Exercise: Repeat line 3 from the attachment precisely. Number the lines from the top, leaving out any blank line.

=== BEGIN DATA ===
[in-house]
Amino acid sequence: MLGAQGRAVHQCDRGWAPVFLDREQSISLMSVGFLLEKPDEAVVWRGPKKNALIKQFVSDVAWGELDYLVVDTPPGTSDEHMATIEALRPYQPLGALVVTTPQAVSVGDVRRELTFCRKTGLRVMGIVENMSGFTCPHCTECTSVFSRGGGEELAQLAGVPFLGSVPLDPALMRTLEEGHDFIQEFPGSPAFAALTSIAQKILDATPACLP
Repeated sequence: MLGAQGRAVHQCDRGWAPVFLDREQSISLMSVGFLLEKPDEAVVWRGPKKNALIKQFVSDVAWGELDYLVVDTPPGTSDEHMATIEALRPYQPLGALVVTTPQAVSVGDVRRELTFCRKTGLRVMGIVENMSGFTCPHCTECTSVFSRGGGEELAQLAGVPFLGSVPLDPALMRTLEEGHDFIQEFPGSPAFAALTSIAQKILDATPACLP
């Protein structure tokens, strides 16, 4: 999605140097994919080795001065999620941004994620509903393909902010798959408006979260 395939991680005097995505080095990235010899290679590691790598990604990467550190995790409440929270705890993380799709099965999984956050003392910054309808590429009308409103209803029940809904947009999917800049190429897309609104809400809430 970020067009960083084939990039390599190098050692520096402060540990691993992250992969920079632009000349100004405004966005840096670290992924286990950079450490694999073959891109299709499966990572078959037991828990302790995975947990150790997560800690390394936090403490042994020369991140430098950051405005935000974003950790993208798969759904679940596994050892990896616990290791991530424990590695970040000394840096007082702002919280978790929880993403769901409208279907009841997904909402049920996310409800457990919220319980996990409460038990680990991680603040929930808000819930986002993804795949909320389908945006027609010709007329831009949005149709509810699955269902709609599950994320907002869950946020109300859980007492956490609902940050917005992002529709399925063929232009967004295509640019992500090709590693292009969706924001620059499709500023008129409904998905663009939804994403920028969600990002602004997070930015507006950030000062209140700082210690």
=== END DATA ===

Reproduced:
Repeated sequence: MLGAQGRAVHQCDRGWAPVFLDREQSISLMSVGFLLEKPDEAVVWRGPKKNALIKQFVSDVAWGELDYLVVDTPPGTSDEHMATIEALRPYQPLGALVVTTPQAVSVGDVRRELTFCRKTGLRVMGIVENMSGFTCPHCTECTSVFSRGGGEELAQLAGVPFLGSVPLDPALMRTLEEGHDFIQEFPGSPAFAALTSIAQKILDATPACLP